The Suffolk coast is home to many popular small seaside towns. Southwold, Aldeburgh and Felixstowe are all, in their own way, hits with visitors to the UK’s easternmost county.

You may not have heard of Orford Ness, an uninhabited cobble spit just below Aldeburgh, but its history is quite remarkable. Visitors to the Ness today will see rare birds, wildflowers and unusual structures in the distance, but if you had ventured on the spit for much of the 20th century you would likely have seen things uniquely associated with the science fiction, reports Suffolk Live.

This, of course, assumes you were able to visit Orford Ness before 1993 when it was purchased by the National Trust. Because from 1913 to 1987, the area was shrouded in mystery due to its occupation by various military departments. The Ness’ military service began in 1913 when the War Department turned a 2,000-acre section of the spit into airfields.

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With World War I on the horizon, the area was used for all sorts of military experiments, such as bomb testing and aerial photography. During the interwar period, the focus of sites on the Ness shifted from experimentation to innovation. With this came the birth of radar technology.

In 1935, physicist Sir Robert Watson-Watt and a team of scientists used the island to work on anti-aircraft radar systems, which would later prove crucial to the nation’s efforts during World War II. The role of the Ness during World War II focused on test firing. Work included assessing the effectiveness of Allied munitions and testing Royal Airforce aircraft against German projectiles.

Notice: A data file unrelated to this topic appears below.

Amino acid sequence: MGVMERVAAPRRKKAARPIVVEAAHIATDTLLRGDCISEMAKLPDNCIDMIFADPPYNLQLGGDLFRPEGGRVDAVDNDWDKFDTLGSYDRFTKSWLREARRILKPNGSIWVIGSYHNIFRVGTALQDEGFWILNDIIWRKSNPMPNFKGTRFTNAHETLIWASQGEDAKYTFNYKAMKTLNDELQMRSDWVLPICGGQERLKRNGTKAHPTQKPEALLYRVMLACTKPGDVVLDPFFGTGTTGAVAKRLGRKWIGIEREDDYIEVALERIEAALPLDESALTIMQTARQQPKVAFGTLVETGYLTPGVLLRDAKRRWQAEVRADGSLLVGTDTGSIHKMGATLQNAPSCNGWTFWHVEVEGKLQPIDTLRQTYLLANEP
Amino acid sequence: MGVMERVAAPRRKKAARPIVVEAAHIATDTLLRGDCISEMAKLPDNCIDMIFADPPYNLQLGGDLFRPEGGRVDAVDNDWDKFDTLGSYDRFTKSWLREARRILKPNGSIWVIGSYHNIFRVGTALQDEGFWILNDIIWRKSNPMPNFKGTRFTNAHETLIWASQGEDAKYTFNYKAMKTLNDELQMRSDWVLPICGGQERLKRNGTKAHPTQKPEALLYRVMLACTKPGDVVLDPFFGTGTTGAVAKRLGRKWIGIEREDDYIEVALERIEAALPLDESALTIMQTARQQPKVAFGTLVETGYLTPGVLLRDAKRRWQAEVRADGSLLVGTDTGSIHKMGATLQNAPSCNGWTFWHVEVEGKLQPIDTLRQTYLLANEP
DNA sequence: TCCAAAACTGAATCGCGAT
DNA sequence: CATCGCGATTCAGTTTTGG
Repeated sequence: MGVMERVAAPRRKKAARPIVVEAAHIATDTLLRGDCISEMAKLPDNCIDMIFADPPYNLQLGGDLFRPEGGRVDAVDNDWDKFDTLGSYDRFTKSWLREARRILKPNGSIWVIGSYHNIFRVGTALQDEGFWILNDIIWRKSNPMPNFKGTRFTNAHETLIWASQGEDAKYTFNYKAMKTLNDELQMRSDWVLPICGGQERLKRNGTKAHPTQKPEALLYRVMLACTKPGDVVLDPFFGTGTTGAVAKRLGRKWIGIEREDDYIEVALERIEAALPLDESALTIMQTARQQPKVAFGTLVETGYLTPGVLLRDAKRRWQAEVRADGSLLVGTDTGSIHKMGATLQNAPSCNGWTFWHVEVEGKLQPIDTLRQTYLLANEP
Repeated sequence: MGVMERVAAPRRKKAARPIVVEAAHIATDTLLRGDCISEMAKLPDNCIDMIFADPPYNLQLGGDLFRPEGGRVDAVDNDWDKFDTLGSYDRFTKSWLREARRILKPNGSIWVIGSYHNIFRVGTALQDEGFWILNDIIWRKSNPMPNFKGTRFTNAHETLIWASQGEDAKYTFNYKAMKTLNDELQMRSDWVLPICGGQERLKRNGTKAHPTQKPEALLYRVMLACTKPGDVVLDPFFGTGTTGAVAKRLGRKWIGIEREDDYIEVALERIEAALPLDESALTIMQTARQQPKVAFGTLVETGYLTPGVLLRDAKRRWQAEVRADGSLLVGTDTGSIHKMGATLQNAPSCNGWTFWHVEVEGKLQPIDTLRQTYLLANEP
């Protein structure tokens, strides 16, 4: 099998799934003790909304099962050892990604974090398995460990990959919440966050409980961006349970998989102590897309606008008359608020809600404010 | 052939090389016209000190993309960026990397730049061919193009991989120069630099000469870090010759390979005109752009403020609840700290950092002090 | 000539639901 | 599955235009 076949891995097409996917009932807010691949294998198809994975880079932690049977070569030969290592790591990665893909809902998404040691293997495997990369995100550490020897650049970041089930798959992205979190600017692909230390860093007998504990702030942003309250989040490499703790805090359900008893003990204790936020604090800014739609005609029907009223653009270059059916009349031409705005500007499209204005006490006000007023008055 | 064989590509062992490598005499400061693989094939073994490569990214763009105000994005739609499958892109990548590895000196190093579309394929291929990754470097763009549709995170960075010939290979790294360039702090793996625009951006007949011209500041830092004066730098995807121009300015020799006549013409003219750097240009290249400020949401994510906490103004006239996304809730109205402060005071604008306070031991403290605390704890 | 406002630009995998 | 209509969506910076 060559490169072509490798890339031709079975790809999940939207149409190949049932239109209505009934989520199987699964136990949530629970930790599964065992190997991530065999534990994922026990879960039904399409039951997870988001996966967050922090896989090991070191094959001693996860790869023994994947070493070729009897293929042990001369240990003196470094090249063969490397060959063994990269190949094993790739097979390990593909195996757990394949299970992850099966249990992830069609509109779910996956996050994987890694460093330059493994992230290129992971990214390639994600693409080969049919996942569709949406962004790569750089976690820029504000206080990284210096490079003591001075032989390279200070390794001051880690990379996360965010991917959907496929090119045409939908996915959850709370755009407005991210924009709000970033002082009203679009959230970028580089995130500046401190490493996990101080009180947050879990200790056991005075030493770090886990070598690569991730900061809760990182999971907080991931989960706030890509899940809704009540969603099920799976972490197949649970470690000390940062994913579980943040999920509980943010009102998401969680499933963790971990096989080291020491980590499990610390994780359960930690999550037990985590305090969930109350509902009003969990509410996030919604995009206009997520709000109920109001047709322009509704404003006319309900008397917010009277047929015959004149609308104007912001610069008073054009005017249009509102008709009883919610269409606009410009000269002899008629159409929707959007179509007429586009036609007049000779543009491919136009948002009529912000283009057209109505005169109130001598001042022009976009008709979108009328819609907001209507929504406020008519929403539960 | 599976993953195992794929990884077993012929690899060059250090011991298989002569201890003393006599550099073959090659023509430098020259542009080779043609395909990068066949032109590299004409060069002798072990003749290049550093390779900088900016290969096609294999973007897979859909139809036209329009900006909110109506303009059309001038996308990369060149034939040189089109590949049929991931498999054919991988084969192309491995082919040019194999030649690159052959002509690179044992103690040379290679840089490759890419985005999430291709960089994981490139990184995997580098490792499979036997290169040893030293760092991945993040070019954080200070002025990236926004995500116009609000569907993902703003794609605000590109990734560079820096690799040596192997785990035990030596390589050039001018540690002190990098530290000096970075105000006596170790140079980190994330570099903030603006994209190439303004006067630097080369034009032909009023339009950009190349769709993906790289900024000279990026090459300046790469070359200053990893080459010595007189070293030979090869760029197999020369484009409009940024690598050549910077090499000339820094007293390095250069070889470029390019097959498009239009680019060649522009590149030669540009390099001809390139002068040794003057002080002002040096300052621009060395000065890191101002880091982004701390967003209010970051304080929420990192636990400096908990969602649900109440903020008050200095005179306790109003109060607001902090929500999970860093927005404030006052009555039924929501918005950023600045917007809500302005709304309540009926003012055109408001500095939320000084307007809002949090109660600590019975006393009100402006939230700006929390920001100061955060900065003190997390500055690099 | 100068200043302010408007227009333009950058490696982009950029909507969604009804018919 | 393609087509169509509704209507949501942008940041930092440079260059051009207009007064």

Scottish physicist Sir Robert Watson-Watt

Eight years after the end of World War II, in 1953, the island’s covert operations were again intensified when the Atomic Weapons Research Establishment (AWRE) built facilities specifically designed for nuclear testing. Between 1953 and 1966, six test cells were built. Under these conditions, the extreme conditions that atomic bombs were subjected to before detonation, such as vibration, heat, and G-force, could be imitated.

Although no nuclear material was present during the tests on Orford Ness, tests were carried out on the high-explosive initiator. Two of the testing labs, known as the pagodas, still stand on the island today and attract many intrigued visitors.

Some of the laboratories contained a cell on which Britain’s first atomic bomb, known as the Blue Danube, could be lowered and tested. After the AWRE left the island in 1971, the island was used by the RAF Explosive Ordnance Disposal (EOD).

The EOD carried out ordnance disposal on the Ness until 1987, after which the island remained disused until 1993 when the land was purchased by the National Trust. Since then, the 16 km long island has fascinated visitors with its abandoned structures and wildflowers.



An aerial view of Orford Ness

Orford Ness is less than two hours drive from Cambridgeshire, making it the perfect alternative for visiting Suffolk’s most popular seaside destinations. If you find yourself on the Ness at some point during the summer, it might be worth closing your eyes and imagining what you would have seen if you were on the island in the last century. .

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